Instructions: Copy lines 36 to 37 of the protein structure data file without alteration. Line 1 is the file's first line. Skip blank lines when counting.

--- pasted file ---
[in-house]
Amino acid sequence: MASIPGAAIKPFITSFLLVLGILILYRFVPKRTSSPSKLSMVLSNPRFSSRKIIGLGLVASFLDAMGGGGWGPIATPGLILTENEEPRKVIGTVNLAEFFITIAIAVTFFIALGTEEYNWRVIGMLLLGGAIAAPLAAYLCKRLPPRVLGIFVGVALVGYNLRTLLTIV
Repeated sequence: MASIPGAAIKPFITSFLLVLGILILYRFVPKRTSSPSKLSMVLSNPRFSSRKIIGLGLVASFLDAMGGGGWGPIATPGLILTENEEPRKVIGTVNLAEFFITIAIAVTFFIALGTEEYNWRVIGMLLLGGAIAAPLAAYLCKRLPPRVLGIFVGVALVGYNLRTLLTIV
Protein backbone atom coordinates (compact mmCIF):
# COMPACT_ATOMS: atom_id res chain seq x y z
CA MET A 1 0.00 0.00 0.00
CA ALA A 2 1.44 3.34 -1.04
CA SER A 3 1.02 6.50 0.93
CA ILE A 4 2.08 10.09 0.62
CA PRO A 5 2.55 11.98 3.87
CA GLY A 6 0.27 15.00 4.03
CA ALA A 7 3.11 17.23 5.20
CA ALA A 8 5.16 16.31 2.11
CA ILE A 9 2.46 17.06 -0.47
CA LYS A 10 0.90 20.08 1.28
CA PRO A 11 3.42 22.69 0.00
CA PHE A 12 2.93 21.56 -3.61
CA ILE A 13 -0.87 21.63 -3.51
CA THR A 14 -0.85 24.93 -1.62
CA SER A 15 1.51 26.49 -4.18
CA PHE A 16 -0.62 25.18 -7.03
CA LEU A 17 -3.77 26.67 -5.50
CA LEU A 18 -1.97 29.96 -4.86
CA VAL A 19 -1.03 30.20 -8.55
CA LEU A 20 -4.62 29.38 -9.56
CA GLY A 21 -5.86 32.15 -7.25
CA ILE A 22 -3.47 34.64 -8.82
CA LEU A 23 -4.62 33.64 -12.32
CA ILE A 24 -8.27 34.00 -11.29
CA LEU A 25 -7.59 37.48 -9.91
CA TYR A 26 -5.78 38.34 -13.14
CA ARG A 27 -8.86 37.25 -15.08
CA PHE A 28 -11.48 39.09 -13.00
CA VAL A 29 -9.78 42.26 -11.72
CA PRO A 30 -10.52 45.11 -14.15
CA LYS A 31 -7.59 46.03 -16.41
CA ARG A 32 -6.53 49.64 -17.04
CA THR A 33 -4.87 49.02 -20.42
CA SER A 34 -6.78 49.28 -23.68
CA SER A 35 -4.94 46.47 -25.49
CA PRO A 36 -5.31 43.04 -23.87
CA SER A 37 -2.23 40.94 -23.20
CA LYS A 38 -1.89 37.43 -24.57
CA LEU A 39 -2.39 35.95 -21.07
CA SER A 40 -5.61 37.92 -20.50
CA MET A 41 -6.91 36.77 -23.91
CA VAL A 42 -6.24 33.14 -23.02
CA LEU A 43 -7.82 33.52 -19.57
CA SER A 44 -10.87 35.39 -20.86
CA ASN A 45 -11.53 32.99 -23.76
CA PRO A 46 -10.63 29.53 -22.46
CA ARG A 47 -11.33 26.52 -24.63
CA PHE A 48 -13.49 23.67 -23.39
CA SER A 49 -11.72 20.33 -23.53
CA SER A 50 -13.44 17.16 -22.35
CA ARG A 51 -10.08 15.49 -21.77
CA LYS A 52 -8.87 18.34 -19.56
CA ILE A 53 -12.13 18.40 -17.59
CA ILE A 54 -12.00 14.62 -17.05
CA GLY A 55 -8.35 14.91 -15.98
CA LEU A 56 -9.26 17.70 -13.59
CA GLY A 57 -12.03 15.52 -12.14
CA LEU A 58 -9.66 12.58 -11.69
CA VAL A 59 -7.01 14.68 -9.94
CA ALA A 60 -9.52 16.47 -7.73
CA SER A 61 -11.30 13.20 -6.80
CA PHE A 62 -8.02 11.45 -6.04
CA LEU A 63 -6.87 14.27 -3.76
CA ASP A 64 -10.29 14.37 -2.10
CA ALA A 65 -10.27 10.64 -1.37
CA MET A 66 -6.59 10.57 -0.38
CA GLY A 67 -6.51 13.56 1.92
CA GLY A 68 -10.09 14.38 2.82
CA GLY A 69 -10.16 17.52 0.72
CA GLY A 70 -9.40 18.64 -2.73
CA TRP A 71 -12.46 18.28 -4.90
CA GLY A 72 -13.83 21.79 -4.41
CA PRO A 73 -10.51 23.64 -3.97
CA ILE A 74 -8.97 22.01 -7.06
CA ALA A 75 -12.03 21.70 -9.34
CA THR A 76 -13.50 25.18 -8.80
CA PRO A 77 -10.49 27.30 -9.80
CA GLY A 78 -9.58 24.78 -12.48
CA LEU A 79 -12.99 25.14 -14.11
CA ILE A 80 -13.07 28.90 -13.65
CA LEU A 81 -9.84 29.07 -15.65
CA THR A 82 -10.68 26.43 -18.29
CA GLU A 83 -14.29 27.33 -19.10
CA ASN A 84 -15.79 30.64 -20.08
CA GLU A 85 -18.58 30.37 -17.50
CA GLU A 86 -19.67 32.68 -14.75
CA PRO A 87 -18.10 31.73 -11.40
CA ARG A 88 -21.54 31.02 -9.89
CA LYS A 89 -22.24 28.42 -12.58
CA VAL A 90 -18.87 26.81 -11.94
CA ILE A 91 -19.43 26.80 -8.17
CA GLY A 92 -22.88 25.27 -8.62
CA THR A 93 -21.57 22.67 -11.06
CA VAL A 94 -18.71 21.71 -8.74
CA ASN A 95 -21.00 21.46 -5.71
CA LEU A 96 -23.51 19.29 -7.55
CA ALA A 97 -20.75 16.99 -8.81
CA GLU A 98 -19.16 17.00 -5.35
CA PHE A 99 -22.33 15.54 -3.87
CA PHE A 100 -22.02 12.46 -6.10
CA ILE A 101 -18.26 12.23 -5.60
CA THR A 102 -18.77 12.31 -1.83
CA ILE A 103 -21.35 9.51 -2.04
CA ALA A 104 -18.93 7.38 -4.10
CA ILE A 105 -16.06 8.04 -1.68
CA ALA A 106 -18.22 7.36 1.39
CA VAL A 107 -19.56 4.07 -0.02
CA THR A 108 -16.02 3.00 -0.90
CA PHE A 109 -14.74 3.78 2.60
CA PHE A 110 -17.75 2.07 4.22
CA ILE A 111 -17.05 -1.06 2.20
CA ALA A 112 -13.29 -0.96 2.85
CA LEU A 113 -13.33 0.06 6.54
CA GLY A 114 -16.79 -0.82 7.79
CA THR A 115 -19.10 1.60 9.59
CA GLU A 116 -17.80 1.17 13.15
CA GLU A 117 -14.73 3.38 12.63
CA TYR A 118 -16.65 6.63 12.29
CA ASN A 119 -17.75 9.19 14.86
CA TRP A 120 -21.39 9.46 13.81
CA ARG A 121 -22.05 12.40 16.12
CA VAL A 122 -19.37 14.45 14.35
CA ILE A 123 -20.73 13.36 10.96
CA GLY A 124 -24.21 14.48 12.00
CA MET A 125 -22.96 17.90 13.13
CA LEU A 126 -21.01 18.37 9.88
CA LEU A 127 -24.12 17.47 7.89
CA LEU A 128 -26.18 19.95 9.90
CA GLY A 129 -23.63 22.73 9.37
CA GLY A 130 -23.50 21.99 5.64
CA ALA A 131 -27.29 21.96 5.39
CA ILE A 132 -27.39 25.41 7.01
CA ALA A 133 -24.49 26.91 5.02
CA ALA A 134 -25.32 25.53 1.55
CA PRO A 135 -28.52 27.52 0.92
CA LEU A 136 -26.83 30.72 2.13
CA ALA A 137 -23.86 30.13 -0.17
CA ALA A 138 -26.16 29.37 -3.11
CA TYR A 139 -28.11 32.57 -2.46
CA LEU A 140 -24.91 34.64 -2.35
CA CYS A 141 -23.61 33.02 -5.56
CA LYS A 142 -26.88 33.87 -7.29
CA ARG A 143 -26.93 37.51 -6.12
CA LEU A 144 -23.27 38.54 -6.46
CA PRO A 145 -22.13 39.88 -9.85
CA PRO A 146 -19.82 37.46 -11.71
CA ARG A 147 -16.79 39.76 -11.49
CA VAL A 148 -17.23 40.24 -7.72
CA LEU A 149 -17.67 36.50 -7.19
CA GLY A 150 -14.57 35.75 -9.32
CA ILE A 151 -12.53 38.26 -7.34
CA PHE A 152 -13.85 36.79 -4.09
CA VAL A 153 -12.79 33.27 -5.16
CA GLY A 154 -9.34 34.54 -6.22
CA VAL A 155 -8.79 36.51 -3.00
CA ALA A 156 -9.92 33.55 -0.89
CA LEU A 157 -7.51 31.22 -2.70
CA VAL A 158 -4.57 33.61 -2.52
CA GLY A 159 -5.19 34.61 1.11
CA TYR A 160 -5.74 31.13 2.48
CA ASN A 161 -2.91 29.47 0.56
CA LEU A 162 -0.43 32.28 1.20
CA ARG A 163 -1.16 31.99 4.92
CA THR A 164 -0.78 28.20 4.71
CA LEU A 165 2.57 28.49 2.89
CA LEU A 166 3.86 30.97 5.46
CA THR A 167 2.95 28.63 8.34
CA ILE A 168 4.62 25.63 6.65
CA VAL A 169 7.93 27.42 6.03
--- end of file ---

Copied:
CA LYS A 31 -7.59 46.03 -16.41
CA ARG A 32 -6.53 49.64 -17.04